. louisville said that her deductible will double. premiums will go up as well. to start a for us family next year, it will cost over 50% of our combined family income before we even get insurance to cover that child. another woman, was diagnosed with multiple sclerosis 14 years ago. she is about to lose her coverage. when trying to sign up for a new plan, she was told she had to have her identity verified. she went through all the steps to do that, but then she never heard back. when she called a couple of weeks later to find out how long it would take, they had no answer. this is beyond stressful she writes. can i continue to see mine are can i continue to see mine apologist? neurologist? isn't this the uncertainty that the president promised effects? people are questioning his uncertainty and their right to do so. our physician, i know health care system needs improvement, but this law is failing. the best thing we can do is to scrap it and start over with a step-by-step approach to focus on lower cost and patient solutions. for now, we will continue the tough questions. we will hold the p
chairman tom wheeler and republican michael o'reilly have been confirmed by the senate. joining us this week to discuss the fcc's agenda for the coming year, sam gustin of "time" magazine. mr. gustin, what do you think is the number one priority right now for the fcc? >> guest: well, i would say the biggest priority, the biggest immediate be priority is the spectrum incentive auction that's scheduled for next summer. and that's an effort by the fcc to sell existing wireless spectrum that's opened by the tv broadcasters -- that's owned by the tv broadcasters for use by the big wireless companies to address the growing spectrum crunch which is being driven by the massive proliferation of smartphones and tablets. >> host: well, at his confirmation hearing, tom wheeler talked about the upcoming spectrum auctions. here's what he had to say, want to get your response. >> the incentive auction, as i said, is something that's never been tried before, and i liken it to a rubik's cube, that over on this side of the cube you've got to provide an incentive for broadcasters to want to auction t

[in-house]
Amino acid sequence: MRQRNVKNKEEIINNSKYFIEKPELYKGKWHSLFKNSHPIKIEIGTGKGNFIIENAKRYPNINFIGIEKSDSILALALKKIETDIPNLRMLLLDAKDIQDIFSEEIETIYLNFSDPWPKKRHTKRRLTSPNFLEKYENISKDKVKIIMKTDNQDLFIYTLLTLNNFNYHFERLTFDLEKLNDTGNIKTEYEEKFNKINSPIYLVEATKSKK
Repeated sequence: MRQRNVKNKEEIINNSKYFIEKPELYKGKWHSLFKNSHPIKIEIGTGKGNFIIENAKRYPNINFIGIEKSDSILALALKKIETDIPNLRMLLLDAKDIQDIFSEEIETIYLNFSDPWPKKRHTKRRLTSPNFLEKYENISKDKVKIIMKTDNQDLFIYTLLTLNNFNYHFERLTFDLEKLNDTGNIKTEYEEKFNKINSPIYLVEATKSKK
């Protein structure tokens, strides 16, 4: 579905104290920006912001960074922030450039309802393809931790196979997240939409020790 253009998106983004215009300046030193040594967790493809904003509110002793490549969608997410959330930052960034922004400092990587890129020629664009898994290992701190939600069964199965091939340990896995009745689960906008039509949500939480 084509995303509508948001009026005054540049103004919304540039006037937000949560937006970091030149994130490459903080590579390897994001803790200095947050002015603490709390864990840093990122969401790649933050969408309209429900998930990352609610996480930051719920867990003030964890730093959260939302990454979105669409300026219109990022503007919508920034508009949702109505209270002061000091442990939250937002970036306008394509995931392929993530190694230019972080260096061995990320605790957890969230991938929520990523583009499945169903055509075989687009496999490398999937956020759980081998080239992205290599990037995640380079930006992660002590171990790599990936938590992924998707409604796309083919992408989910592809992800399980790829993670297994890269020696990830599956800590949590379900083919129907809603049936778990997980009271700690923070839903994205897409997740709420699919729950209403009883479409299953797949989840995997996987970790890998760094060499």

in this country. basicvide what used to be telephone service. they are now broadband providers. they have also become the one- stop shop service providers for immunity's. they do video, wireless, data centers, whatever technologies their communities require. we resent their interests here in washington, d.c. >> who are some of your members? >> we have everywhere from the largest cooperative in the telecommunications cooperative in south carolina with 100,000 subscribers, to numerous small companies, family-hell, locally owned. that have 400 or 500 subscribers a piece. if you looked at the map of the united states, we serve about 40% of the landmass but about 5% of the kinds -- customer base. when you think about here in washington, where you have a large provider providing service, 130 scrappers, my folks -- subscribers per mile. my folks average six or seven consumers per mile.. differentr concerns than the verizons, at&ts? >> by definition. when you think about what a rural community looks like, that you have a huge obstacle of distance. geography that kind of works against you. my folks are
Search Results 0 to 6 of about 7